“They’re focusing on a single manifestation of distracted driving and banning it. This ignores the endless sources of distraction and relies on banning one source or another to solve the whole problem.”

(Read the rest here)

Categories
Liberty and Justice News

BTW, Effects of Laws Against DWSMSing Still Unknown

Text messaging behind the wheel of a moving vehicle is illegal in Tennessee and about 20 other states. But there’s continuing debate on just whether the laws here or elsewhere are showing any demonstrable policy successes.

That topic was the subject of a short discussion detour on this week during a AAA Auto Club presentation before the House Transportation Committee.

At this point, it is still “too early to measure statistical results (of the texting ban) in Tennessee” that was signed into law last spring, said Don Lindsey, public affairs director for AAA of East Tennessee.

But Lindsey said one of the only studies in the country to study texting behavior before-and-after passage of an anti-texting law — a “direct observation” survey of thousands of California motorists that was sponsored by AAA — indicated the practice had dropped off by more than two-thirds.

According to a AAA press release, visual surveys conducted prior to the texting ban showed that about 1.4 percent of Orange County drivers were texting while driving. “The two post-law surveys showed that level had dropped substantially — to about 0.4 percent — a decline of about 70 percent overall,” stated the release.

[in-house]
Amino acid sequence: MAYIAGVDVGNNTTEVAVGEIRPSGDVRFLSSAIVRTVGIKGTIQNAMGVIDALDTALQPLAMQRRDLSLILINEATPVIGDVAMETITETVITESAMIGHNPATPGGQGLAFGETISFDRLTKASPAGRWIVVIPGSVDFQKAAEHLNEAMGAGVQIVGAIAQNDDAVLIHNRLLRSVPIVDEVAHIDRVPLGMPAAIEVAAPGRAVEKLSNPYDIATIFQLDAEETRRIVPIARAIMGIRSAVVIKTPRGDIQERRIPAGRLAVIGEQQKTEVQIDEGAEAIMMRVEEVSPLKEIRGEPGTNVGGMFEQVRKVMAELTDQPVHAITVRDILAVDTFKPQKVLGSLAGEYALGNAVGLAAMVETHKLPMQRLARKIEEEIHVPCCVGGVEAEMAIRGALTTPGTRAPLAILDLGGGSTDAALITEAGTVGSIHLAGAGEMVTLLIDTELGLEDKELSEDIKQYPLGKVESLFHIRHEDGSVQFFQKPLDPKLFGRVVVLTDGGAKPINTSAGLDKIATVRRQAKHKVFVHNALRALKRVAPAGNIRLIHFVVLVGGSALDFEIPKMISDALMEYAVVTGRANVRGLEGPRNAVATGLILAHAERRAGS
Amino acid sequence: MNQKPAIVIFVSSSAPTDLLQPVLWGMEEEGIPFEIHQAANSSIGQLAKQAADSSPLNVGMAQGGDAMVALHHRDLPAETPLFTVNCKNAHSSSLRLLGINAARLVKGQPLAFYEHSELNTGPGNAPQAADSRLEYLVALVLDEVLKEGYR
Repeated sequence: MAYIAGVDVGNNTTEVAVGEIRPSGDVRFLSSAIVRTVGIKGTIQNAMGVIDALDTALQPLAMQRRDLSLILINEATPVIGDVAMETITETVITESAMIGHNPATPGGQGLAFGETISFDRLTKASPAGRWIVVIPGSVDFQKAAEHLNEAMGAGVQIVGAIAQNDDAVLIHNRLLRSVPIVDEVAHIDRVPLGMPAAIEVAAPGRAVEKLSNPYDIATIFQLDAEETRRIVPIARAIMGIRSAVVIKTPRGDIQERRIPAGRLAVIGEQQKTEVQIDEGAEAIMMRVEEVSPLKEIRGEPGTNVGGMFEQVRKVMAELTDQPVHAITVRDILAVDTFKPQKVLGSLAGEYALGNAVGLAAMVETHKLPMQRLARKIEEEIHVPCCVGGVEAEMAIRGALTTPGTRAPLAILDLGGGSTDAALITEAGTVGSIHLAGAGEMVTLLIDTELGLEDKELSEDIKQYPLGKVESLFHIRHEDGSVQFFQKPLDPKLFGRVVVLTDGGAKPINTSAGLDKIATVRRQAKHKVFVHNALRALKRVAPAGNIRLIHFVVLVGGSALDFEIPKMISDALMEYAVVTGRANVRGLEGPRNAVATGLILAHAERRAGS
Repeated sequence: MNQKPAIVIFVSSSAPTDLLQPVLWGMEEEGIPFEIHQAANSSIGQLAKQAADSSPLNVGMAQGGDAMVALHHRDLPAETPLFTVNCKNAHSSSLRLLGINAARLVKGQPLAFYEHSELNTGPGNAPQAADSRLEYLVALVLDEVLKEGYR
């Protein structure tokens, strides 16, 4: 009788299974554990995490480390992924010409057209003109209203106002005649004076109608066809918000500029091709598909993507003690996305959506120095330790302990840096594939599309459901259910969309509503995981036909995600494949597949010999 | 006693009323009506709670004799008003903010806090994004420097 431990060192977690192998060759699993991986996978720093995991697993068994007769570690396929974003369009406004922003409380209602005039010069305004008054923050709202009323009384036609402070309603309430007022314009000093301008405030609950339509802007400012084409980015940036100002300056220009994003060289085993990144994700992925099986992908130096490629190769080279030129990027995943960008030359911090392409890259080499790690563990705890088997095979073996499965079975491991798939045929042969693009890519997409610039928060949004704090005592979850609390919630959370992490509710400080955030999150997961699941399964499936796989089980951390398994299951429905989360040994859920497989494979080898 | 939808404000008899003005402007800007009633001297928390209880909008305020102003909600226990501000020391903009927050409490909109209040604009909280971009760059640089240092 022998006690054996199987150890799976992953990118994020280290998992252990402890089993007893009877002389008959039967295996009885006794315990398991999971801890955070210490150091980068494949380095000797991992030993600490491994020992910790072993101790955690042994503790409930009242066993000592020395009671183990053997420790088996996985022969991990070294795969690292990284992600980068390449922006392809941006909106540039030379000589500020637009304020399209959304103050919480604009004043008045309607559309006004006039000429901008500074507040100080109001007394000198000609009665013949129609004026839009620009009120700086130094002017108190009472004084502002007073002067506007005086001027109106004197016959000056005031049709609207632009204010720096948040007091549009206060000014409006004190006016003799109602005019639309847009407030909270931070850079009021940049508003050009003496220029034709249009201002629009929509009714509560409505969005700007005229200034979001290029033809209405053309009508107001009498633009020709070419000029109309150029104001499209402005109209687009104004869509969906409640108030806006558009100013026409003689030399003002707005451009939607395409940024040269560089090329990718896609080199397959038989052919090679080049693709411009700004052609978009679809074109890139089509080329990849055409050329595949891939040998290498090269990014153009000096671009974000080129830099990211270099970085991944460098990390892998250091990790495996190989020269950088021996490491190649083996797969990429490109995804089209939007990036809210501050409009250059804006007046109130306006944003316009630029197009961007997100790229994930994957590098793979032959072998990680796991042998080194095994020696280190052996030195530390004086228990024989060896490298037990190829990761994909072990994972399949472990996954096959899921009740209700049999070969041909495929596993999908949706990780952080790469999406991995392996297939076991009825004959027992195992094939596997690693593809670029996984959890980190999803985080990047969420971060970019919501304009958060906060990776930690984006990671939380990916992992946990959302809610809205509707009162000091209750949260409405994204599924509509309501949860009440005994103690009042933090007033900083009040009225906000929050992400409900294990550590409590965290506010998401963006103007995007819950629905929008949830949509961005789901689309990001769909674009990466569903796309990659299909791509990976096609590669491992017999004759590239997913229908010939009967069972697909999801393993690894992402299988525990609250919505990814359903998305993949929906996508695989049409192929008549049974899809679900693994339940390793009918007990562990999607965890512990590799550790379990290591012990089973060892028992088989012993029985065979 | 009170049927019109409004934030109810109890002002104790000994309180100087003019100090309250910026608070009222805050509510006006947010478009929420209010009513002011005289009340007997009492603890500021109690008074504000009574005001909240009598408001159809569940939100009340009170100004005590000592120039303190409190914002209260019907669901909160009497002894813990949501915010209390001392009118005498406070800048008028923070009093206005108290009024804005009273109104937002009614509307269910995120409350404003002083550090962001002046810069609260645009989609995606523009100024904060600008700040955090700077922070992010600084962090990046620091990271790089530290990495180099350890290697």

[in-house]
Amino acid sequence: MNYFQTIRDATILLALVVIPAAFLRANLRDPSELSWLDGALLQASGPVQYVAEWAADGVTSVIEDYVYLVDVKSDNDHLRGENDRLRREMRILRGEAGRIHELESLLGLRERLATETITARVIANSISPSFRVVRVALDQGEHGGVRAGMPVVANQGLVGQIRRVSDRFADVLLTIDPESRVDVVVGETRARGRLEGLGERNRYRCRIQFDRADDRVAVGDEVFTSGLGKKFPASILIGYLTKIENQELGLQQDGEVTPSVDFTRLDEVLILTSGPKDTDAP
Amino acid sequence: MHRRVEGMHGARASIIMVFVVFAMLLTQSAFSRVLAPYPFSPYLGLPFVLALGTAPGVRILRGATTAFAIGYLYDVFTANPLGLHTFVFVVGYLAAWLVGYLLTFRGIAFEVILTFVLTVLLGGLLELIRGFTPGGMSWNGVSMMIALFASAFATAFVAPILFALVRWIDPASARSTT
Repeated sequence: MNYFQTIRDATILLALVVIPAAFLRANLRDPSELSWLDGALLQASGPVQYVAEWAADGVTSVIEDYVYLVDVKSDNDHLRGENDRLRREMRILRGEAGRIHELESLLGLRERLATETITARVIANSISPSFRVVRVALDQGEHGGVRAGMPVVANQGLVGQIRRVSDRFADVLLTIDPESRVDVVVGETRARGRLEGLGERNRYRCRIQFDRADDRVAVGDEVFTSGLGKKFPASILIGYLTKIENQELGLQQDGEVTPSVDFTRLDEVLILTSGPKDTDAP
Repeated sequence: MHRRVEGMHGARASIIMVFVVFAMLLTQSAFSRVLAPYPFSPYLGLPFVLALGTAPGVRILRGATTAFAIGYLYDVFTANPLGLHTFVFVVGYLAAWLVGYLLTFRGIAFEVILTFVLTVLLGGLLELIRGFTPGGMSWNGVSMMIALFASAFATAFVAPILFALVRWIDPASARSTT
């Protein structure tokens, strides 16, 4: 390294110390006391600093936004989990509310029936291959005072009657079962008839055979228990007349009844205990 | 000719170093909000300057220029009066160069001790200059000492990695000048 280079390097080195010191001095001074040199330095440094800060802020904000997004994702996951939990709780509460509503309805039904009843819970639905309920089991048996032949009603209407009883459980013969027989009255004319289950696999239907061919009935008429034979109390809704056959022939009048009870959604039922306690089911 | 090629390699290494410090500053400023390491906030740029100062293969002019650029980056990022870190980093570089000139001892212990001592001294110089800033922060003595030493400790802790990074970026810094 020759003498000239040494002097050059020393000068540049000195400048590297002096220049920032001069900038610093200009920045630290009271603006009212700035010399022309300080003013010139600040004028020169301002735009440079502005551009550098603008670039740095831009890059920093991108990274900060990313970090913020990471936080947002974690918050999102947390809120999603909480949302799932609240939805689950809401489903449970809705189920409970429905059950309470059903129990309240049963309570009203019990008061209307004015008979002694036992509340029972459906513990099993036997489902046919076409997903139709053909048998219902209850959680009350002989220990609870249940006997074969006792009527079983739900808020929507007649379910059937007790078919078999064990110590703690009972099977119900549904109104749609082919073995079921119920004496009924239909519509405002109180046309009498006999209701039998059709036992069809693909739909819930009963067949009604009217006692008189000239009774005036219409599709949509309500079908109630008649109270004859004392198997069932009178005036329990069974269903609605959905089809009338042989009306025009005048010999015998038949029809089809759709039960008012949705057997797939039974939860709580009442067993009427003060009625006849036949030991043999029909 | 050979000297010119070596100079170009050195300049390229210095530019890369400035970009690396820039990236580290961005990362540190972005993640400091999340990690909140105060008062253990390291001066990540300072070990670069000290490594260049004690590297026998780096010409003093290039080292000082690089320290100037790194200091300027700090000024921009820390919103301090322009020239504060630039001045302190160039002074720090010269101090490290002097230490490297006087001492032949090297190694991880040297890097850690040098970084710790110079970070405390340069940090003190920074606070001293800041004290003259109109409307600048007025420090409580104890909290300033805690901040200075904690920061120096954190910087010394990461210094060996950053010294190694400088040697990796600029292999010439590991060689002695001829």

The release noted that “surveys of the general public and AAA’s membership” show support for texting laws running between 80 and 90 percent — but also that “20-25 percent of drivers admit to texting while driving at least once in the past.”

Lindsey told Tennessee legislators the California study gives clear indication that “laws can have an effect on behavior.”

Soon thereafter, Rep. Phillip Johnson, R-Pegram, one of 30 state lawmakers who voted against the anti-texting bill last year, stopped Lindsey’s presentation to signal his incredulity with the study’s methodology and results.

“I find it hard to attribute (the texting decline) to passing the law,” said Johnson, who chairs the Rural Roads Subcommittee. “And how do you know they were texting?”

“You could see them,” Lindsey responded.

Johnson then asked how the researchers could be sure the motorists “weren’t punching a phone number,” which is still legal.

“They could tell because they didn’t put it up to their ear. They were looking at it and reading it. They could tell for any number of reasons,” said Lindsey.

Johnson  indicated he remained unconvinced, and said that while the results might be “pretty dramatic,” “striking,” and even “shocking,” he wouldn’t read much into them.

“We have trouble with the texting law that we have right now, and I don’t think law enforcement has even applied it yet because they can’t prove it,” said Johnson.

Mike Browning, spokesman for the Tennessee Department of Safety, reported after the meeting that state troopers have issued just seven citations for infractions of the law.